A worker is considered “working alone”, when they are the only worker present at a worksite, cannot be seen or heard by another worker, and/or where assistance is not readily available in the event of an injury, threat or illness.
Keep in mind, even when multiple workers are working together, some tasks may require a single worker to separate from the team and work alone. As a result, lone working may be a constituent part of a person’s job or it could occur on an infrequent basis. These individuals may be indoors, outdoors, in remote locations or in vehicles. An incident can happen suddenly due to: illnesson-the-job injuryexposure to chemicals & the elementsphysical violence from intruders, prospective clients, members of the public and animals.
Leveraging Safety Technology
Safe work practices, protective equipment, hazard reduction and proper training have traditionally played a critical role ensuring workers perform their duties confidently, efficiently and safely.
However, when dealing with mobile workers, safety monitoring technology provides a layer of protection that allows employers to promptly detect a situation where help is required and provides emergency response around the clock.
Prevention is only the beginning. A rigorous safety program should also look at risk detection, alerting, notification and incident response.
When time matters, being able to quickly isolate the precise location of a worker and accurately share critical data with emergency response personnel could mean the difference between life and death.
A growing number of smartphone apps are giving users the ability to press a ‘panic button’ during an emergency. While these apps have the right idea—improving instant notification—the execution is insufficient. It is easy to assume that a mobile worker who is experiencing a threat, violence or crisis may instantly launch into the “fight-or-flight” response.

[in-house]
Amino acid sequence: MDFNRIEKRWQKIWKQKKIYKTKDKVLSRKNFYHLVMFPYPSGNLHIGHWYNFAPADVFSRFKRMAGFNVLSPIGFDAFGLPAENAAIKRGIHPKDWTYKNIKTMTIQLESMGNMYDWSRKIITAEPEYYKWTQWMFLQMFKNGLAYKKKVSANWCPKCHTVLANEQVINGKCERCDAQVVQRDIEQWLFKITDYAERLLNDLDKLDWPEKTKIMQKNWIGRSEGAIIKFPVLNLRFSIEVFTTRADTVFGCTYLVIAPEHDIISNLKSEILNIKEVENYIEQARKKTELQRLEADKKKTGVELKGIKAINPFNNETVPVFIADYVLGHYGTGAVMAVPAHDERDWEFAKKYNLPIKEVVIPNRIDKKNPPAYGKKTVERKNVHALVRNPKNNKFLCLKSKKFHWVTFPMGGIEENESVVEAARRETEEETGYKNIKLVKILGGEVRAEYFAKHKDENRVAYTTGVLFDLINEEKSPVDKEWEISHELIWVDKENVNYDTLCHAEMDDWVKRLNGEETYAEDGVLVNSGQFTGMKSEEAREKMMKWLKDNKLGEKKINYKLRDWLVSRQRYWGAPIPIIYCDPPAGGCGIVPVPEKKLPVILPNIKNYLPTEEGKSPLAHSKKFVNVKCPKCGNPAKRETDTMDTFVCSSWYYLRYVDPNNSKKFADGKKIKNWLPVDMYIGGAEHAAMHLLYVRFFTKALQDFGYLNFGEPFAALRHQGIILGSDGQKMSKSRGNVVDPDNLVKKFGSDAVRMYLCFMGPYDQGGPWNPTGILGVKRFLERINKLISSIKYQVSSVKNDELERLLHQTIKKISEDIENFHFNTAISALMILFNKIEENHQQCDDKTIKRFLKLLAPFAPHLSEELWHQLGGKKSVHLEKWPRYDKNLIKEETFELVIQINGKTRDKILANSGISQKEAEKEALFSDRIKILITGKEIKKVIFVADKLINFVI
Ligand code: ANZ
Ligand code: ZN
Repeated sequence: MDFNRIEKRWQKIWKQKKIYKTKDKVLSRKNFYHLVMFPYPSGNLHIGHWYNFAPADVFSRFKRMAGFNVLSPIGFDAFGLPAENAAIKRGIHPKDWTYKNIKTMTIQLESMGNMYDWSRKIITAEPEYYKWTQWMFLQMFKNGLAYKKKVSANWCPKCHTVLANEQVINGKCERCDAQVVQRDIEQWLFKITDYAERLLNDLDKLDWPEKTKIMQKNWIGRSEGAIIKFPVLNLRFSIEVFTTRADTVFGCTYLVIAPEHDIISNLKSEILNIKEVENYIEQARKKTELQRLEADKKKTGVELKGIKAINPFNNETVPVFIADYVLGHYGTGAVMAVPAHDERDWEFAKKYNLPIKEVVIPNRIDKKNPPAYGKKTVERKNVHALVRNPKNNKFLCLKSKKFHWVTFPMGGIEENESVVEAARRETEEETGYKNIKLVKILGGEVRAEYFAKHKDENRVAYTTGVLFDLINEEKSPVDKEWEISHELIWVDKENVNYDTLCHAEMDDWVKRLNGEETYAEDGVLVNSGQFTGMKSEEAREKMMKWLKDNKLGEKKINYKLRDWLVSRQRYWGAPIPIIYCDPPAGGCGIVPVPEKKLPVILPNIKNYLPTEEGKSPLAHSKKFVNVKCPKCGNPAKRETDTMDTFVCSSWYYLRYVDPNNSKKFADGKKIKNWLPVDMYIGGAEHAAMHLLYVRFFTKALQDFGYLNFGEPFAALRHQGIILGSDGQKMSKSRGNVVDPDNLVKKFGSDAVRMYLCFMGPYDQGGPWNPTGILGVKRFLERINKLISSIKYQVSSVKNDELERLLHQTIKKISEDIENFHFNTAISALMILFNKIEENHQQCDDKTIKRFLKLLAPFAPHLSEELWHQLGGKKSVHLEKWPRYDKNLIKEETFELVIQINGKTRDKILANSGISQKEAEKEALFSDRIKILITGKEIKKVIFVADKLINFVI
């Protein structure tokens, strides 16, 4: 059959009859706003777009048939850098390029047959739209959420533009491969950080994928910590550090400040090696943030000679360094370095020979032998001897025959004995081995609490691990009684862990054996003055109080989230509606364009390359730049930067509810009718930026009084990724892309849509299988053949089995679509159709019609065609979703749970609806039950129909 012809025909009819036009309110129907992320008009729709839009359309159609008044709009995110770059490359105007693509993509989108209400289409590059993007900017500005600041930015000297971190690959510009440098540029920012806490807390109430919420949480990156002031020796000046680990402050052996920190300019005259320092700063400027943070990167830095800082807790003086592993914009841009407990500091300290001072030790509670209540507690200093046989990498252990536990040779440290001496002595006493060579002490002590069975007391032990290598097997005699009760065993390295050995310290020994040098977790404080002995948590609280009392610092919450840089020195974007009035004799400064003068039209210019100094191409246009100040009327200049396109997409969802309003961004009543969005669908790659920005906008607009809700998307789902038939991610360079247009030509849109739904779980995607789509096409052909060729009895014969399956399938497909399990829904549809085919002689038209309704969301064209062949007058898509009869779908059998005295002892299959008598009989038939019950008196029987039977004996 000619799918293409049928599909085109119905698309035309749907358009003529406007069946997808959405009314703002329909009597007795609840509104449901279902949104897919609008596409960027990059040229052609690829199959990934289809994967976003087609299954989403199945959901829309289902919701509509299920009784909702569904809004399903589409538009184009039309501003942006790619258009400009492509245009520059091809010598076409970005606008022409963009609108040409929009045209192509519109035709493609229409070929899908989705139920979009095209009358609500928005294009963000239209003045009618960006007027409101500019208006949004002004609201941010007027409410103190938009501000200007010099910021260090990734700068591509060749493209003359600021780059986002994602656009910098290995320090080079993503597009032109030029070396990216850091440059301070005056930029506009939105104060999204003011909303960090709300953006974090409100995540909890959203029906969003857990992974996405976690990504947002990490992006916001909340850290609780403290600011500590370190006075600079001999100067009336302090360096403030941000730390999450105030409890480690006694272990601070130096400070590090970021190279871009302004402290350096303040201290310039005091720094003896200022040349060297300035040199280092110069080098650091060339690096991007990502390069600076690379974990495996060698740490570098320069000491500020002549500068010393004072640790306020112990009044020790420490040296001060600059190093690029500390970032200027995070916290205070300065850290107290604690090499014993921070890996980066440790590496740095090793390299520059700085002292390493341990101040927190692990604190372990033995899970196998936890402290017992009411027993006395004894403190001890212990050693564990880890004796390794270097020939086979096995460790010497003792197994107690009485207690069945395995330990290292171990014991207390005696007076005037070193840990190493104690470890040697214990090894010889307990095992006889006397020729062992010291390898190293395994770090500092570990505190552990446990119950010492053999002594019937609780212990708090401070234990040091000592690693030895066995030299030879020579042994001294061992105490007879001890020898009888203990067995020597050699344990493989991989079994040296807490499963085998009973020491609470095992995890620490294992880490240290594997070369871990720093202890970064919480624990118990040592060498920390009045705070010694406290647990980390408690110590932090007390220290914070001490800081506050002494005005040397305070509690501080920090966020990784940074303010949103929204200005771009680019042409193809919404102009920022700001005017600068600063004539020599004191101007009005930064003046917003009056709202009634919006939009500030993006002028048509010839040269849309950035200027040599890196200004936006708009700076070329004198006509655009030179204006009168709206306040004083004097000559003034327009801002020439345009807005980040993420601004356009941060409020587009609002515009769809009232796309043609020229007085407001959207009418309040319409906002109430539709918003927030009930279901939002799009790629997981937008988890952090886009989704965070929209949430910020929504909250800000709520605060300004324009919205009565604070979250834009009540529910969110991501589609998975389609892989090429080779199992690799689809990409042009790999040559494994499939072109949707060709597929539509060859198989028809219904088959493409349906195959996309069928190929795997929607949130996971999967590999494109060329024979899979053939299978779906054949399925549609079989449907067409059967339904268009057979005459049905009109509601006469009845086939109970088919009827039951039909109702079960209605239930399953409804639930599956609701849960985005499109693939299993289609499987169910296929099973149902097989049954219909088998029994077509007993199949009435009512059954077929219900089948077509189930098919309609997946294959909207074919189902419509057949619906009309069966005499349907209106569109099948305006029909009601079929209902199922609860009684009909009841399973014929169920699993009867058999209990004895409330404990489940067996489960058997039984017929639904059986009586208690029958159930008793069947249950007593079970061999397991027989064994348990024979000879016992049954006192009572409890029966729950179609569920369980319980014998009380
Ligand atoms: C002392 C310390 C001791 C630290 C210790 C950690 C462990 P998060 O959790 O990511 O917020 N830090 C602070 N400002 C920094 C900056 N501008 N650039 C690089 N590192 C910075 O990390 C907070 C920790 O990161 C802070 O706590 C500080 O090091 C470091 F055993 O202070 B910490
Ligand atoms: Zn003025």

Unfortunately, many workers simply freeze. In that frozen moment, they fumble for their smartphone; they forget the password that unlocks it; they forget their current location; and they may even forget the English language, especially if it’s not their native tongue. Also, due to their size, smartphones and some GPS devices may not be very discreet, and may be visible to an assailant.
More advanced safety wearable technologies overcome these limitations by discreetly allowing workers to quickly and easily issue calls for help to trained response personnel who can take appropriate action. Below you will find considerations for safety devices.
- Establish a safety protocol. Develop written procedures and review these with your workers.
- Use technology. Give your employees a safety device like AlertGPS, which features a One Touch button that allows employees to call out for both SOS and non-emergency calls. It also gives you the capability to issue mass notification alerts directly to the device. Its monitored 24/7 by a trained team, and it locates the precise position of each employee so emergency personnel can reach them when seconds count.
- Rehearse safety drills with your employees so they’ll know what they should do in the event of an emergency. If you use a device like AlertGPS, this drill is simple – they simply need to touch one button, rather than fumble with a cellular phone.